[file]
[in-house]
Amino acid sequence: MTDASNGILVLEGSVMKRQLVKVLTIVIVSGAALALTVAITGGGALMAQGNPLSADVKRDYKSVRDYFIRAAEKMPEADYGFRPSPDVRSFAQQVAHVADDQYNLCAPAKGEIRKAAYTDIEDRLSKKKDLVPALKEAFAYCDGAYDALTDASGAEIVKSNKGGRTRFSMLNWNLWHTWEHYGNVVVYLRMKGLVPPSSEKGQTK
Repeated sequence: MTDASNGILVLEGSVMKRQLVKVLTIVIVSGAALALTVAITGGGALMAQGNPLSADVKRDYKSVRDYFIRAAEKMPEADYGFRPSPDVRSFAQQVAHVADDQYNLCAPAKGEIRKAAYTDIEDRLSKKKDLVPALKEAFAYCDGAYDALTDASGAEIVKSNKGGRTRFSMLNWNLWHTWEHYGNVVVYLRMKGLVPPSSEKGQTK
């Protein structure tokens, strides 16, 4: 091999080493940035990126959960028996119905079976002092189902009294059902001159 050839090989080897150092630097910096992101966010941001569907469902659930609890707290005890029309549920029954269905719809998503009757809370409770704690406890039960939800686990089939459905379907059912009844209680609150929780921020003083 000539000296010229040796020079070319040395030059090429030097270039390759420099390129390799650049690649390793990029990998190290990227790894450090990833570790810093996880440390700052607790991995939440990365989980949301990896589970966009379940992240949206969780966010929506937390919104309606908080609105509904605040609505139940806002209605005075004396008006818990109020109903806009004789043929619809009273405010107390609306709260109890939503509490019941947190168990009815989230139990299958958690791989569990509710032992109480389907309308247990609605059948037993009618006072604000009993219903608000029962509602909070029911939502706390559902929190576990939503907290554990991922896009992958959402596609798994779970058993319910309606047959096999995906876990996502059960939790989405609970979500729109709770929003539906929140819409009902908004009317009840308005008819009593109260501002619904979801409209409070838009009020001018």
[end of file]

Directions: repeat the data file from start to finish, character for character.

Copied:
[in-house]
Amino acid sequence: MTDASNGILVLEGSVMKRQLVKVLTIVIVSGAALALTVAITGGGALMAQGNPLSADVKRDYKSVRDYFIRAAEKMPEADYGFRPSPDVRSFAQQVAHVADDQYNLCAPAKGEIRKAAYTDIEDRLSKKKDLVPALKEAFAYCDGAYDALTDASGAEIVKSNKGGRTRFSMLNWNLWHTWEHYGNVVVYLRMKGLVPPSSEKGQTK
Repeated sequence: MTDASNGILVLEGSVMKRQLVKVLTIVIVSGAALALTVAITGGGALMAQGNPLSADVKRDYKSVRDYFIRAAEKMPEADYGFRPSPDVRSFAQQVAHVADDQYNLCAPAKGEIRKAAYTDIEDRLSKKKDLVPALKEAFAYCDGAYDALTDASGAEIVKSNKGGRTRFSMLNWNLWHTWEHYGNVVVYLRMKGLVPPSSEKGQTK
């Protein structure tokens, strides 16, 4: 091999080493940035990126959960028996119905079976002092189902009294059902001159 050839090989080897150092630097910096992101966010941001569907469902659930609890707290005890029309549920029954269905719809998503009757809370409770704690406890039960939800686990089939459905379907059912009844209680609150929780921020003083 000539000296010229040796020079070319040395030059090429030097270039390759420099390129390799650049690649390793990029990998190290990227790894450090990833570790810093996880440390700052607790991995939440990365989980949301990896589970966009379940992240949206969780966010929506937390919104309606908080609105509904605040609505139940806002209605005075004396008006818990109020109903806009004789043929619809009273405010107390609306709260109890939503509490019941947190168990009815989230139990299958958690791989569990509710032992109480389907309308247990609605059948037993009618006072604000009993219903608000029962509602909070029911939502706390559902929190576990939503907290554990991922896009992958959402596609798994779970058993319910309606047959096999995906876990996502059960939790989405609970979500729109709770929003539906929140819409009902908004009317009840308005008819009593109260501002619904979801409209409070838009009020001018």